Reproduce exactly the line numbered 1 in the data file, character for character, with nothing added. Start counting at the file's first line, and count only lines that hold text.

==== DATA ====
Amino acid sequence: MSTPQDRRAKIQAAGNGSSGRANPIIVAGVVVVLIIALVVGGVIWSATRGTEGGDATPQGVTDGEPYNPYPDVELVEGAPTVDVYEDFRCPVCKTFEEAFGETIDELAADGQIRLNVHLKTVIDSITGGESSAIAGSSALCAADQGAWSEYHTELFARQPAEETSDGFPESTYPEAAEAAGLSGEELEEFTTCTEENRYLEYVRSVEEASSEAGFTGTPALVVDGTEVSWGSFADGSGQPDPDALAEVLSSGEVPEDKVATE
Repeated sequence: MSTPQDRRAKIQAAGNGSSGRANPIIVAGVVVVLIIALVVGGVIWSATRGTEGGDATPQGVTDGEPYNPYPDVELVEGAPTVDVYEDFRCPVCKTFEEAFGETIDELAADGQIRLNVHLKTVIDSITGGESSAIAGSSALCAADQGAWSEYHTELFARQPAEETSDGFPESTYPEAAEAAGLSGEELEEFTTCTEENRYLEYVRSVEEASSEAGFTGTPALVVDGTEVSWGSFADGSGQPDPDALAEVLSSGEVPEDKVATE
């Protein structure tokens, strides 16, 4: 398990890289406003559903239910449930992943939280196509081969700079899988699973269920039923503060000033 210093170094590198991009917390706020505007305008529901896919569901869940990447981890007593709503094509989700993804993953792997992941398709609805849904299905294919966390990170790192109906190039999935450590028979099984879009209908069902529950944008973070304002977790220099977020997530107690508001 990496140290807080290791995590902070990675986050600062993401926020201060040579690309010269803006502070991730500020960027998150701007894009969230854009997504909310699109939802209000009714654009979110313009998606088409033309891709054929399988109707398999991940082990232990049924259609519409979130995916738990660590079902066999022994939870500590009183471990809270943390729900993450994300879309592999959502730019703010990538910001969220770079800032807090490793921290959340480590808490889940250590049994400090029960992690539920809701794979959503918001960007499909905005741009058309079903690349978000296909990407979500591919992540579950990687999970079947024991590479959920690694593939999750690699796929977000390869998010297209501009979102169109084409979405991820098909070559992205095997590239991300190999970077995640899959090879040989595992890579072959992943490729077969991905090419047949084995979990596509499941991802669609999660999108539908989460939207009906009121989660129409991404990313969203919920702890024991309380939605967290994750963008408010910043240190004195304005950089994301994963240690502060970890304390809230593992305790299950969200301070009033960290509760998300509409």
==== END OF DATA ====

Amino acid sequence: MSTPQDRRAKIQAAGNGSSGRANPIIVAGVVVVLIIALVVGGVIWSATRGTEGGDATPQGVTDGEPYNPYPDVELVEGAPTVDVYEDFRCPVCKTFEEAFGETIDELAADGQIRLNVHLKTVIDSITGGESSAIAGSSALCAADQGAWSEYHTELFARQPAEETSDGFPESTYPEAAEAAGLSGEELEEFTTCTEENRYLEYVRSVEEASSEAGFTGTPALVVDGTEVSWGSFADGSGQPDPDALAEVLSSGEVPEDKVATE